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Carrington Class Solar Events and How to Recognize Them

  • C. T. Russell (a1), J. G. Luhmann (a2) and P. Riley (a3)

Abstract

The so-called Carrington Event on September 1, 1859, is clearly the solar outburst that brought the realization to the inhabitants of Earth that weather existed in space, and that space weather was important to the rapidly developing technological infrastructure on Earth. It is important to understand not only how space weather affects our technological systems, but like the case of atmospheric weather, the possible intensity of such weather, the frequency of extreme events, and how to predict them. This paper reviews what we know about one class of extreme space weather events, the superfast arrival events, how best to compare them given our limited diagnostics in past events and even at the current time, and suggests a direction for progress in this field.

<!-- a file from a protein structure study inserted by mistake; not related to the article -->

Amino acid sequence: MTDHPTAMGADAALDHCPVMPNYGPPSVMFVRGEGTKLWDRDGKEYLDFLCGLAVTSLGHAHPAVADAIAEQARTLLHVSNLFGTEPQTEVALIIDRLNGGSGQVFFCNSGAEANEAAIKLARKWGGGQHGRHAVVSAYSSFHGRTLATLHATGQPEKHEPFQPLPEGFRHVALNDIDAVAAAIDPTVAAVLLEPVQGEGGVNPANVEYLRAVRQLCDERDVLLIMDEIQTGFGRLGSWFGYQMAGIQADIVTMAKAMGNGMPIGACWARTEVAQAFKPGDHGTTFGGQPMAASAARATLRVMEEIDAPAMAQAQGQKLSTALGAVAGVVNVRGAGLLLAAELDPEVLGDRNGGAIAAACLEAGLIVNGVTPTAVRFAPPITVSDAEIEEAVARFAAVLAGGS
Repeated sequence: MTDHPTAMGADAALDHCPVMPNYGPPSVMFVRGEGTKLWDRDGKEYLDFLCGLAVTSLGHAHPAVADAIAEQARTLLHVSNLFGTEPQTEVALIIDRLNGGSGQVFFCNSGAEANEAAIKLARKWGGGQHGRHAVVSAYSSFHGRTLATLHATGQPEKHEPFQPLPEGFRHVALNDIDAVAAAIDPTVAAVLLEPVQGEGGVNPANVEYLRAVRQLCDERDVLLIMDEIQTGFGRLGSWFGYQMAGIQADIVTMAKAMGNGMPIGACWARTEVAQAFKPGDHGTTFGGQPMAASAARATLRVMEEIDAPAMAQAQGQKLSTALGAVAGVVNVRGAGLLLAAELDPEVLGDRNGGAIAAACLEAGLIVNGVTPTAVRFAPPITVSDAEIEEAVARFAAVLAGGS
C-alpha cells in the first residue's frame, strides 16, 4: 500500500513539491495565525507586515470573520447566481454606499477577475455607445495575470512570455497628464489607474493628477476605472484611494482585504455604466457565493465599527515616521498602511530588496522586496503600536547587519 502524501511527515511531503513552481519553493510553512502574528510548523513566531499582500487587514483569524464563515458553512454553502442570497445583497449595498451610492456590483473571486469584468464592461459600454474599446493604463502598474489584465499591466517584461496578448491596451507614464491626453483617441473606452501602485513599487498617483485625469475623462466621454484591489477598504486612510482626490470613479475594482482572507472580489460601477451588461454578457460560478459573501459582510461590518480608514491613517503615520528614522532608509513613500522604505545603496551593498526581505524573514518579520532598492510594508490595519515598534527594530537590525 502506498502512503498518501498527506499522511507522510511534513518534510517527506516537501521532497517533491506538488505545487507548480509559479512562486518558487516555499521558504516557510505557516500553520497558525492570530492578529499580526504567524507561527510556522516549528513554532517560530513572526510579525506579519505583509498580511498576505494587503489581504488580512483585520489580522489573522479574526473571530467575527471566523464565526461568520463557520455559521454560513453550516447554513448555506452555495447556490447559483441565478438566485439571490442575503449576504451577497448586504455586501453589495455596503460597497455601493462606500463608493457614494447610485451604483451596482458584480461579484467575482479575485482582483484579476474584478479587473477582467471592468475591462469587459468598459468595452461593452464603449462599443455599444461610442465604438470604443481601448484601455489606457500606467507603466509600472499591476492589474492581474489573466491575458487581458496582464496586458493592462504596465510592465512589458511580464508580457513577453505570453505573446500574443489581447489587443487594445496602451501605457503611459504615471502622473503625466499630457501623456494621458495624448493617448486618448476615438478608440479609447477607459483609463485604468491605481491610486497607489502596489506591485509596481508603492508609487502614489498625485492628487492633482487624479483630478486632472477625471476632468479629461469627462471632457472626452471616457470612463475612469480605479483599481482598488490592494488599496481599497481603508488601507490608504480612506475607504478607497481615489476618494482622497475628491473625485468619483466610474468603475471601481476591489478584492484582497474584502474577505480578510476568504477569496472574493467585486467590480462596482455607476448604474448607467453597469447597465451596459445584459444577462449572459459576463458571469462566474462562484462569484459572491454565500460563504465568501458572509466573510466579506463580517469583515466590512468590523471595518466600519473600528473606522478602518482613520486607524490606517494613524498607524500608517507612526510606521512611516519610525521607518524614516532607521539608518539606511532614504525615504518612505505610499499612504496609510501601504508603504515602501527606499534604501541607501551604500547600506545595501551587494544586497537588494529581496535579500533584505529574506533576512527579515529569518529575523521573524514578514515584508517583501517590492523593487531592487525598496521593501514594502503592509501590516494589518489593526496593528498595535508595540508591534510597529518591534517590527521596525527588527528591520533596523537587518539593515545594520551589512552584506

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Copyright

References

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Carrington, R. C., 1859, Monthly Not. R. Astron. Soc., XX, 13
Cliver, E. W., & Svalgaard, L., 2005, Solar Physics, 224, 407422
Freed, A. J., & Russell, C. T. 2014, Geophys. Res. Lett., 41, 19, 65906594, doi:10.1002/2014GL061353
Russell, C. T., Mewaldt, R. A., Luhmann, J. G. et al. 2013, Astrophys. J., 770, 1, 38, doi:10.1088/0004-637x/770/1/38
Riley, P. 2012, Space Weather, 10 (2), 1
Russell, C. T., Luhmann, J. G., & Jian, L. K. 2010, Rev. Geophys., 48, RG2004, doi:10.1029/2009RG000316
Tsurutani, B. T., Gonzalez, W. D., Lakhina, G. S. et al. 2003, J. Geophys. Res., 108, 1268, doi:10.1029/2002JA009504
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